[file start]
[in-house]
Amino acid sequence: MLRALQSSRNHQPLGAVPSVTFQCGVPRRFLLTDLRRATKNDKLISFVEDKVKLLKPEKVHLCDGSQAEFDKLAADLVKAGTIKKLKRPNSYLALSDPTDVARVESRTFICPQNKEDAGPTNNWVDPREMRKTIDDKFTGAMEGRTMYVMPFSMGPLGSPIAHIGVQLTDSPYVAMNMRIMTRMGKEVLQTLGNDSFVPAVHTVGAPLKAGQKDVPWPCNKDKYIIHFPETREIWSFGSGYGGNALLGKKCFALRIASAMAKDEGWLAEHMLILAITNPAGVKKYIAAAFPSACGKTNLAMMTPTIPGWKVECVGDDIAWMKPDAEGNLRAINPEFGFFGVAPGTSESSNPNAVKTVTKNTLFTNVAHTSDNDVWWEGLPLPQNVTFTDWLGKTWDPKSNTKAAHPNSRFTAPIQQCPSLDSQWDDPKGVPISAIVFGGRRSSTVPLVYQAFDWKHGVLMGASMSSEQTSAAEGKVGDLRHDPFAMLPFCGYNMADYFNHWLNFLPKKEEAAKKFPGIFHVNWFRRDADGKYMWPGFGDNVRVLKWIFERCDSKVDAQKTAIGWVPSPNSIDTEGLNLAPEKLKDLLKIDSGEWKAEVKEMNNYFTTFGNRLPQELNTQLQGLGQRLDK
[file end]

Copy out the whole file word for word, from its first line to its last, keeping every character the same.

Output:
[in-house]
Amino acid sequence: MLRALQSSRNHQPLGAVPSVTFQCGVPRRFLLTDLRRATKNDKLISFVEDKVKLLKPEKVHLCDGSQAEFDKLAADLVKAGTIKKLKRPNSYLALSDPTDVARVESRTFICPQNKEDAGPTNNWVDPREMRKTIDDKFTGAMEGRTMYVMPFSMGPLGSPIAHIGVQLTDSPYVAMNMRIMTRMGKEVLQTLGNDSFVPAVHTVGAPLKAGQKDVPWPCNKDKYIIHFPETREIWSFGSGYGGNALLGKKCFALRIASAMAKDEGWLAEHMLILAITNPAGVKKYIAAAFPSACGKTNLAMMTPTIPGWKVECVGDDIAWMKPDAEGNLRAINPEFGFFGVAPGTSESSNPNAVKTVTKNTLFTNVAHTSDNDVWWEGLPLPQNVTFTDWLGKTWDPKSNTKAAHPNSRFTAPIQQCPSLDSQWDDPKGVPISAIVFGGRRSSTVPLVYQAFDWKHGVLMGASMSSEQTSAAEGKVGDLRHDPFAMLPFCGYNMADYFNHWLNFLPKKEEAAKKFPGIFHVNWFRRDADGKYMWPGFGDNVRVLKWIFERCDSKVDAQKTAIGWVPSPNSIDTEGLNLAPEKLKDLLKIDSGEWKAEVKEMNNYFTTFGNRLPQELNTQLQGLGQRLDK